Crazy Rich Asians (Movie Review)
Crazy Rich Asians is a contemporary fairy tale that has everything you might want from a love story. A fish out of water, a wicked mother-in-law (to be), and an exotic location. It’s a heartwarming film not just because it’s a wonderful story, but because it proves that Hollywood still knows how to make a good old-fashioned romance.
It goes without saying that Crazy Rich Asians features a cast that is, completely made up of Asians (save for one or two scenes). In fact, watching the film you can play the spot the cameo game with the likes of Ken Jeong, Awkwafina (who you might recognize from Ocean’s 8), and Jimmy O. Yang. In fact, it feels like almost every Asian actor in Hollywood popped up in one form or another, which is tremendous considering all the representation issues facing Asian actors (you won’t see any “David Carradines” here). More importantly all the actors are not only incredible in their roles, but for the most part, they’re drop-dead gorgeous (especially Henry Golding). I was especially impressed with Michelle Yeoh who hangs up high kicking ways for a more dramatic role. However, it’s Nico Santos who steals every scene he’s in as the fashion focused, gossiping cousin Oliver. The only problem with having such an incredible talent cast is that the lead, Constance Wu, starts to fade into the background in a lot of her scenes.
Crazy Rich Asians gains inspiration for its story from the fact that most of the billionaires in the world live in Asia right now. With that in mind, it tells the story of a young NYU professor of economics (Constance Wu) who is excited to fly to Singapore to meet her longtime boyfriend’s, Nick Young (Henry Golding), family. Unbeknownst to her, his family is actually obscenely rich. I guess she never took the time to cyber stalk him when they first started dating, which is a huge no-no in social media savvy times we live in today. Still, she ends up getting there and soon discovered that not only are they rich, but they’re rich even for rich people. Unfortunately, she soon learns the hard way that rich people are some of the worst people in the world. Her visit steadily starts rolling downhill as she discovers that not only are Asians incredibly intolerant (they hold it against her that she is American), but rich Asians are even worse. Her low-class standing turns the entire family against her from the start as they cast her in the role of gold digging bitch. Now she has to struggle to decide if her love for Nick is worth putting up with his family.
The best way to describe Crazy Rich Asians is probably gratuitous elegance. The locations and the setting of the film are gorgeous. However, it’s hard not to take notice of the way many of the characters flaunt their wealth. That isn’t to say that rich people don’t deserve to enjoy what they have, but at a certain point, it becomes gaudy and tasteless (there’s only so much gold trim you can take). At least the vast majority of the characters in this film aren’t “making it rain,” but they are buying million dollar pairs of earrings. Maybe it’s because I’m nowhere near rich, but I’ve always felt as though actions speak louder than words, which is why so many of the characters that are villainous in this film tend to flaunt their status. It’s the ones who aren’t concerned with money and social standing that tend to be the heroes for Wu’s characters, including cousin Oliver, her old schoolmate, and Nick’s cousin Astrid (Gemma Chan). At a certain point it becomes clear that this is also a movie about the fact that while the rest of the world might be progressing slowly but surely, the super wealthy are stuck in their ways and care more than ever how they’re viewed.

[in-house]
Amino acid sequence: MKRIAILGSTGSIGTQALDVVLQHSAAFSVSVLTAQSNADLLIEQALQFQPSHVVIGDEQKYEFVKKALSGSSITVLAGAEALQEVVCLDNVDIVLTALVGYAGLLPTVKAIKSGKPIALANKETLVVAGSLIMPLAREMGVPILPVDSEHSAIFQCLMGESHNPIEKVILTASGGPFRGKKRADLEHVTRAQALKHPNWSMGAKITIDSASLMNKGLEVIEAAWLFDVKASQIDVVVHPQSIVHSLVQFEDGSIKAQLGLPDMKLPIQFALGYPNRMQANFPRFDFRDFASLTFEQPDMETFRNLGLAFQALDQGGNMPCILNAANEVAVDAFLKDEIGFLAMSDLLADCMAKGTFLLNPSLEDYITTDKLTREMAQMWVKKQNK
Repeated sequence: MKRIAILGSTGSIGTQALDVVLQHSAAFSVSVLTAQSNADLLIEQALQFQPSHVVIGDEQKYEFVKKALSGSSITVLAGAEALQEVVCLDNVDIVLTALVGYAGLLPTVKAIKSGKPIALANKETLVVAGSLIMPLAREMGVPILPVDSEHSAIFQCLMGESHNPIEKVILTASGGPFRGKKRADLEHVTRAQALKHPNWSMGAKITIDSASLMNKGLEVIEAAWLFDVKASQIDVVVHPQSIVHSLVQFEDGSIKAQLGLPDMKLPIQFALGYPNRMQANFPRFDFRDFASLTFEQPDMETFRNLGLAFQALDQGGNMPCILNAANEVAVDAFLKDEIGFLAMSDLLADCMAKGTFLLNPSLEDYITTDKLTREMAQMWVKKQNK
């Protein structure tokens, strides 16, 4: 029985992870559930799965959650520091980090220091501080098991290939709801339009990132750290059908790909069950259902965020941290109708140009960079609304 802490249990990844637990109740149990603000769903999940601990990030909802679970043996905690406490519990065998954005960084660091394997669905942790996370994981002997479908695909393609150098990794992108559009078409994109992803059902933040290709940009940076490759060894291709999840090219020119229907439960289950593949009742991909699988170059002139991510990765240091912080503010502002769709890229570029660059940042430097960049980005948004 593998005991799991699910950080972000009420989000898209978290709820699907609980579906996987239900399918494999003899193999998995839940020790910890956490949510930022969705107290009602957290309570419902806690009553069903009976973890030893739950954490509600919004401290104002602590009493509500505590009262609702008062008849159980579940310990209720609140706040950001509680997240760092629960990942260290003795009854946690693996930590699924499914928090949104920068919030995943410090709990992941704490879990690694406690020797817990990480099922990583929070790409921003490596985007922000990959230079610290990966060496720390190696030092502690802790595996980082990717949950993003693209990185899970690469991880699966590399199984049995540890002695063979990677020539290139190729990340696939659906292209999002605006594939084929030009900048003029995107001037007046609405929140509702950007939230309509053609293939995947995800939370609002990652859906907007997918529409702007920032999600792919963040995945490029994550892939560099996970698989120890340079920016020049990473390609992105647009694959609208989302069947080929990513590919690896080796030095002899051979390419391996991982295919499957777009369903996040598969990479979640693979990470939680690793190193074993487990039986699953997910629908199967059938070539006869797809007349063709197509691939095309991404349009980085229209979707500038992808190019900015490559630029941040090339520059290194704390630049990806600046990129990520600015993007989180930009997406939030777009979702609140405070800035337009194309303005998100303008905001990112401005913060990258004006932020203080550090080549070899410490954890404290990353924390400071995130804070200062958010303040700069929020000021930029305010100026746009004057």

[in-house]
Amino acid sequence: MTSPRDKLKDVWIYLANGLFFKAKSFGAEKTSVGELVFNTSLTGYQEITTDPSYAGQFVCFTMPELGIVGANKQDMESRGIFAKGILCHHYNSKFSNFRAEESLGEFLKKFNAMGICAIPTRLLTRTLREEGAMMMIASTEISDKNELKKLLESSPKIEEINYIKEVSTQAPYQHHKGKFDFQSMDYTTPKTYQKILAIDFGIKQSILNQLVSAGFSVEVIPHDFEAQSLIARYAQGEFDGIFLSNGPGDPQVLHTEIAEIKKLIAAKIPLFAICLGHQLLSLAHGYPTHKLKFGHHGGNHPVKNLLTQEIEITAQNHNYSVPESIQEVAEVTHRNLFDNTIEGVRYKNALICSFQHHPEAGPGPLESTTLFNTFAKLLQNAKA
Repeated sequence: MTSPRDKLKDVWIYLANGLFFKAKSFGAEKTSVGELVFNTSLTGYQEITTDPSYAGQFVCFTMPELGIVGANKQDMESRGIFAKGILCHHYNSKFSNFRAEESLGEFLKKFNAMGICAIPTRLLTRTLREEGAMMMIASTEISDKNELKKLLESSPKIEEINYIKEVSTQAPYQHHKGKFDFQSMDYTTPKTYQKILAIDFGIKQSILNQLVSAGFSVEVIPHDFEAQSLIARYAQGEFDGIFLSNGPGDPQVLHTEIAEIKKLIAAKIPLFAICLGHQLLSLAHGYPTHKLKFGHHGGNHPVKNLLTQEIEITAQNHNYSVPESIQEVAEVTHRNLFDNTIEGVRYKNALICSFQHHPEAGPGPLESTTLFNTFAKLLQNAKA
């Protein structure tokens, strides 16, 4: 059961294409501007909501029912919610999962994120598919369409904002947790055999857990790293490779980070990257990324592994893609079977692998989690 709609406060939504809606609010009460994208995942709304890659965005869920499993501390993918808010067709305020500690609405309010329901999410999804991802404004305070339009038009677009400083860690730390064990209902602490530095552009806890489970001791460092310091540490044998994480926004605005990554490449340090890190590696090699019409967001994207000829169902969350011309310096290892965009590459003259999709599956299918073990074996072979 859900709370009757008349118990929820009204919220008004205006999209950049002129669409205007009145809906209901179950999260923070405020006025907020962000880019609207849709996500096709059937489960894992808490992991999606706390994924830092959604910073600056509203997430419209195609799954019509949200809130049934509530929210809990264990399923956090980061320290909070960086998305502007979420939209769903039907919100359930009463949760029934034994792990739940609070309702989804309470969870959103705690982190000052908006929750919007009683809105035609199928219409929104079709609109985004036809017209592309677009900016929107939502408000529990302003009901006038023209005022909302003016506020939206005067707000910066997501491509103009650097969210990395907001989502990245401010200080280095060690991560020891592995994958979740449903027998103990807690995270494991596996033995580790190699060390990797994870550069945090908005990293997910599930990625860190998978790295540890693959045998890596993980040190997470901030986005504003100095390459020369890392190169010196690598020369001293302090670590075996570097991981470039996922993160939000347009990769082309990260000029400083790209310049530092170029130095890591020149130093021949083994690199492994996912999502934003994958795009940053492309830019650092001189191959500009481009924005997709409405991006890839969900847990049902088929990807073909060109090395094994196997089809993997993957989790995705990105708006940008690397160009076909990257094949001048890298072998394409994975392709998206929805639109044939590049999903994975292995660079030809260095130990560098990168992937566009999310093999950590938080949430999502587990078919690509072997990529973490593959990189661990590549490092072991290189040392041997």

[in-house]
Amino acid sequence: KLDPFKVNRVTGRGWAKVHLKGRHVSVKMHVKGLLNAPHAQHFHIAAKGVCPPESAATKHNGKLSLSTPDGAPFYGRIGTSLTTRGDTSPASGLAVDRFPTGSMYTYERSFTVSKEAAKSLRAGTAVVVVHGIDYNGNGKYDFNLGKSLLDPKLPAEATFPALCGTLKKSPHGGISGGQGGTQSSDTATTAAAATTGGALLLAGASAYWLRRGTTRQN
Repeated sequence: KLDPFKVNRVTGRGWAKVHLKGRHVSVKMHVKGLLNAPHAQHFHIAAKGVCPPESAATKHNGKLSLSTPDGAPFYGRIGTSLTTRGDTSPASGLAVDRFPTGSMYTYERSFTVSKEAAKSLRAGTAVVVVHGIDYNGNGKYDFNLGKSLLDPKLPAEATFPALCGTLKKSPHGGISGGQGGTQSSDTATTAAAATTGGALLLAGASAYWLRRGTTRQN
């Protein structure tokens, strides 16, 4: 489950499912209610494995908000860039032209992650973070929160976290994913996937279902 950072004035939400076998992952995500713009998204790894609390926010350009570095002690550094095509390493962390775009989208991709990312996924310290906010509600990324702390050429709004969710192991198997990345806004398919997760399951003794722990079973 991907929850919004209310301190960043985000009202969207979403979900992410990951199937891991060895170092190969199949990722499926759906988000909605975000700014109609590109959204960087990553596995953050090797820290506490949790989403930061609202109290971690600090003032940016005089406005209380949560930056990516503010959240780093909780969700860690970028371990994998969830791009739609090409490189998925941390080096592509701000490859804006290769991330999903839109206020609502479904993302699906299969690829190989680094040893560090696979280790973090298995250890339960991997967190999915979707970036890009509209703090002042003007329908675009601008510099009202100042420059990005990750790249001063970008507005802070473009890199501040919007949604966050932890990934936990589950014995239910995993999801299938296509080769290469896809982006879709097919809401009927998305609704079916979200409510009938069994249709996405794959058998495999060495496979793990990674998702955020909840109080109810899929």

The chemistry between the actors in this film is palpable, but then again family is a huge theme of Crazy Rich Asians so it has to be in order to make the movie work. In fact, there’s an east meets west element to the movie that reveals a lot about the kinds of tradition and values that are still held by so many in Asia today. Wu’s character is berated for “following her dreams” and not putting family first. For them, you suck it up and do what needs to be done, which is probably why nepotism is such a huge factor in the film. It’s about your family and who your family knows that determines your place in life. In the regards, Wu is like a fish out of water as she struggles to prove her value. What sets her apart is that she had to earn everything she had. While the children in the Young family certainly didn’t have it easy being groomed for roles in life predetermined for them, they certainly didn’t have to worry about making rent at any point in their life.
My biggest issues with Crazy Rich Asians lies with the lead. While Constance Wu starts the film strongly, she fades in the middle of it. She’s matched in talent by everyone else in the film, many of the women surrounding her are practically supermodels, and she has to compete with the likes of Ken Jeong, Awkwafina, and Nico Santos when it comes to jokes. In other words, it’s hard for her to make much of an impression with her character. Still, director Jon M. Chu makes sure that the film revolves around her, but that doesn’t mean that the characters in orbit are much more interesting than her in a lot of ways.
Crazy Rich Asians is a classic romantic comedy. It follows the formula to a T and there’s nothing wrong with that. This is far from an Oscar-worthy film, but it’s a lot of fun. I enjoyed myself a great deal during it and found myself leaving theaters with a smile. While the majority of the movie is grandiose, it’s the attention to detail that matters the most. Everything from costuming to Asian covers to easily recognizable songs comes together beautifully to create a movie that reminds me why a day at the theater can be so much fun.